"Advocating from a left-of-center stance, Goodhart advises the dominant liberal class to address the resistance to the perceived challenge to identity and rootedness lest the populists make ever greater political gains." -- R. P. Peters, Senior Lecturer of Political Science, Univeristy of Massachusetts, Associate of Harvard University's Davis Center for Russian and Eurasian Studies, CHOICE
About the Author
David Goodhart is the founding editor of Prospect magazine and one of the most distinctive voices on British politics today. He is currently head of the Demography, Immigration and Integration Unit at the think tank Policy Exchange, and was previously director of the center-left think tank Demos. His last book The British Dream: Successes and Failures of Post-War Immigration (2013) was runner-up for the Orwell Prize in 2014 and was a finalist for "Political Book of the Year" in the Paddy Power Political Book Awards. David voted remain in the EU referendum and has been a mainly inactive member of the Labour Party since he was a student.
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I'm pleased to say that David Goodhart's book is considerably better than that: it's well-written and quite a page-turner, despite a fair degree of repetition and the occasional splash of necessary but dry statistics.
Goodhart is open-minded, understands Jonathan Haidt's The Righteous Mind: Why Good People Are Divided by Politics and Religion on the differing moral foundations of liberals and conservatives, and sees how much light this sheds into his 'Anywheres' and 'Somewheres' distinction. And although he never leaves the outer boundaries of the liberal paradigm, he does acknowledge innate differences in cognitive, personality and gender attributes (normally denied by liberals) and sees atomised individualism for the fanciful illusion it is.
Using an approach grounded in history, economics and sociology, his book details the damage that decades of neoliberalism has done to the fabric of non-elite life across the world. Goodhart's 'Anywheres' are deliberately myopic about this - they either do not care or think it's actually positive.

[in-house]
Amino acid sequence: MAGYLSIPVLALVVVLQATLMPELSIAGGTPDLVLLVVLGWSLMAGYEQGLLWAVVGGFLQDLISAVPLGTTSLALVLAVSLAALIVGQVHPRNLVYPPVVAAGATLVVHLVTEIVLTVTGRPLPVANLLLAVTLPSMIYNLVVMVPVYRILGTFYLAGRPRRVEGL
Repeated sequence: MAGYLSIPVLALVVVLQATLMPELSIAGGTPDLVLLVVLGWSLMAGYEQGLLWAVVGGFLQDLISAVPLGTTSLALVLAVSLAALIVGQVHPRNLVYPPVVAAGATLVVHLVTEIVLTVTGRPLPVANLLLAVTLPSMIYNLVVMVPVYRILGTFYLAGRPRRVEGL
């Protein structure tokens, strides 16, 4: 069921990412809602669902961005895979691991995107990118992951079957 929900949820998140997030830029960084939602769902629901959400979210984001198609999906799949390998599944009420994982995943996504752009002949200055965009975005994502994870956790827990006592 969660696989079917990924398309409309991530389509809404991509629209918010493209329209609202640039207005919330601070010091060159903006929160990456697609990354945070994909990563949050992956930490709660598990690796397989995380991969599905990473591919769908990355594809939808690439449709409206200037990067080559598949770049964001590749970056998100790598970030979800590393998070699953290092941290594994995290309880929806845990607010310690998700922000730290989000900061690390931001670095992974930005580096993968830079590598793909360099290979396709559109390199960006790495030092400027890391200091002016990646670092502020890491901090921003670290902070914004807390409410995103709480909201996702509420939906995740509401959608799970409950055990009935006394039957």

He makes a further very telling point: with the demise of the mass-unionised manufacturing sector, the elites are no longer afraid of the diminished and fragmented working class. They pursue their own agendas with impunity.
Those chickens finally came home to roost with Brexit, Trumpism and the generic rise of 'populism'.
Goodhart is keen to propose a political solution. He favours policies for strengthening technical education, controlling permanent immigration and improving integration, reinforcing the family and encouraging job/career opportunities for the 'non cognitive-elite'. You can already hear the condescending insults of the 'Anywheres' to such 'reactionary tosh'. His general approach is what Tony Smith's Globalization: A Systematic Marxian Account (Historical Materialism Books (Haymarket Books)) would probably call 'the social state', a recasting of 1950s social-democracy for the modern age.
Goodhart is detailed and descriptive, but with insufficient analysis as to why the extraordinarily silly ideas of the 'Anywheres' (expressed most clearly and absurdly in the 'political correctness' of 'social justice warriors') have become the entrenched ruling ideology of the age.
The answer is surely that they happen to express the entrenched interests and practices of the globalised elites themselves. With such powerful economic buttresses, coolly rational critical thinking from people like David Goodhart has hitherto found little purchase. Any influence he may yet develop will depend upon the 'populist' masses in motion - which do seem to be unsettling the elites, judging by their reactions. So although I read the book with much interest, I didn't feel in the end much of a wow-factor, as if I had suddenly understood the world in a new and more profound way.
It's more like David Goodhart, Ambassador to the 'Somewheres' from the 'Anywheres', returned to write down his considered thoughts, careful not to appear to have gone native.